By NY Staff
Hundreds of Yemeni tribesmen from the al-Jawf governorate prayed last Friday in the al-Anab area on the border of the Kingdom of Saudi Arabia. A source within the tribe said that they have named this day “the Friday of the beginning,” and that their slogan was “our demand is to bring back our lands.”
The tribe of Dhu al-Hussein resides on the border of Habb area, Sharawf. They decided this past week to hold their Friday prayers in al-Anab, where they have identified the borderline between Yemen and Saudi Arabia. This matter has arisen for a number of reasons, one of which is to retake Yemeni lands that have been claimed by the Saudi government. The second goal, according to the tribes, is to stop the sucking of Yemeni oil wealth from al-Jawf, Marib, and the Empty Quarter along the Saudi borderline. The tribes also say that they wish to return Saudi’s treatment of Yemenis to pre-1999 conditions.
He said that praying beside the borders indicates the interest of Yemenis to regain their lands. It serves as a response to threats from Saudi authorities to evacuate their tents, says a source.
Dhu al-Hussein tribes announced earlier that they will form a “desert Herak,” or “desert movement,” to retake Yemeni lands from Saudi Arabia. The movement has established a number of checkpoints to oversee the Yemeni-Saudi border. The tribesmen have also attacked a Saudi construction company contracted to build a wall between Yemen and KSA; a company car was struck by an RPG fired by members of the desert movement.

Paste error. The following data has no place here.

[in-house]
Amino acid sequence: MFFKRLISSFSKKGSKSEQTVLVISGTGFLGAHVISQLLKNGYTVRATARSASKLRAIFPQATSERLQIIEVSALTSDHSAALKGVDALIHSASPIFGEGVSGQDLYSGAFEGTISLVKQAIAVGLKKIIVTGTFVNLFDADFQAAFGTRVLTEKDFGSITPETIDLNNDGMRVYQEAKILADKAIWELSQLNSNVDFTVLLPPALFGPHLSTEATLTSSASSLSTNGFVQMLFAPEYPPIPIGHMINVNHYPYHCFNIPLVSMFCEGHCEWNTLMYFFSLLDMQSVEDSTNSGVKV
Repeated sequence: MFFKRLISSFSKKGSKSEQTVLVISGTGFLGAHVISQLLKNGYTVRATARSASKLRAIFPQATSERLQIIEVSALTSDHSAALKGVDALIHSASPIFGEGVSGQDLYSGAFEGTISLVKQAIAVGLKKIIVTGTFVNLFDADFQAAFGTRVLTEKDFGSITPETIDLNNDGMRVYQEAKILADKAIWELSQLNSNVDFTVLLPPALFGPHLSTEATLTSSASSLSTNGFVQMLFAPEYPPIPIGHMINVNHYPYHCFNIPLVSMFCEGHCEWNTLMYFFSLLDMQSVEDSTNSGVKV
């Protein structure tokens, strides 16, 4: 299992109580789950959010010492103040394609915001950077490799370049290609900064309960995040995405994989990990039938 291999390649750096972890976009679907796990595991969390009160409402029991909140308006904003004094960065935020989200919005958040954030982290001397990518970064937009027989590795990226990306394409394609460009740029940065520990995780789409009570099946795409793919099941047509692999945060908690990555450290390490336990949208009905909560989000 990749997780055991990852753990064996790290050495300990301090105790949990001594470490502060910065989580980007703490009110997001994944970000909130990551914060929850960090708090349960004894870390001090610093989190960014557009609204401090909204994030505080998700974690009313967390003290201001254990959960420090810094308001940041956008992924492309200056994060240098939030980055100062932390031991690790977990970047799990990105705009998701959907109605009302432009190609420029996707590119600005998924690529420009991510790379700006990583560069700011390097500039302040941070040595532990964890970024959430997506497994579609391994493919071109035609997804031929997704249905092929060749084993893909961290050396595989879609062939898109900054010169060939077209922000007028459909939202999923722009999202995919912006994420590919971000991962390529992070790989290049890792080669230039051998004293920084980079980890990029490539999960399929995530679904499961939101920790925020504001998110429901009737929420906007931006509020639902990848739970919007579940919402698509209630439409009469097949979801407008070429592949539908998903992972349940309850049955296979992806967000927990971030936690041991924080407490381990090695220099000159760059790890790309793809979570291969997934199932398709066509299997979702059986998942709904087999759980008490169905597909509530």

Tension has appeared in the area after the attack on the truck, evidenced by the spread of Saudi guards along the border as well as the presence of military helicopters opposite the Yemeni tribes. The Yemeni tribes have begun using anti-aircraft weaponry.
The Saudi government is the first sponsor of the Gulf Initiative designed to help Yemen avoid civil war with the beginning of the Arab Spring, but despite this the majority of the Yemeni people accuse the Saudis of being the main country behind Yemen’s current problems. In particular, Yemenis point to Saudis meddling in the complex balance of power in Yemen through the financing of certain tribes, which only serves to weaken the Yemeni government. Some Yemenis claim that these actions are part of an effort to keep Yemen in the “poor circle,” and never allow it to truly improve its economic standing.
Saudi Arabia plays a large role in fighting the expansion of the Houthi movement in Saada, partly out of an interest to keep Houthis from moving north in Saudi lands. Saudi is Sunni state with only a small number of Shi’a within its borders. Many of these Shi’a reject the Saudi government, and as such Saudi hopes to keep the Shi’a Houthis from further aggravating this conflict by entering Saudi territory.